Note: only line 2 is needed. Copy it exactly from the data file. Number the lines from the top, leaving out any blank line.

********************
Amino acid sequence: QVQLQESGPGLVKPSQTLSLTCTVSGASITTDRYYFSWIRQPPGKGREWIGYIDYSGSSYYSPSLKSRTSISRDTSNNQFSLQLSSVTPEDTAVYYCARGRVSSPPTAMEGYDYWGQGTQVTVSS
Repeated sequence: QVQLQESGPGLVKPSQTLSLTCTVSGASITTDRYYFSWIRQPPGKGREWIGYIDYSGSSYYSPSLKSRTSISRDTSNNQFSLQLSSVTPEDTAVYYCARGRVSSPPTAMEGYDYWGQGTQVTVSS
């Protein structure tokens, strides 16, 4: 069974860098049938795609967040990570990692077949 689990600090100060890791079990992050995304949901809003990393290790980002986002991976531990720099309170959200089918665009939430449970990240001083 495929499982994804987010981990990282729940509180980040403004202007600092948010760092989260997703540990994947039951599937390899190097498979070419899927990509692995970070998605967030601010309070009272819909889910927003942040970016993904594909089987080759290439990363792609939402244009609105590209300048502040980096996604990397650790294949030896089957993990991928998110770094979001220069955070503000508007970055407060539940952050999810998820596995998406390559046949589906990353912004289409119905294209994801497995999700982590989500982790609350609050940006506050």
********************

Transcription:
Repeated sequence: QVQLQESGPGLVKPSQTLSLTCTVSGASITTDRYYFSWIRQPPGKGREWIGYIDYSGSSYYSPSLKSRTSISRDTSNNQFSLQLSSVTPEDTAVYYCARGRVSSPPTAMEGYDYWGQGTQVTVSS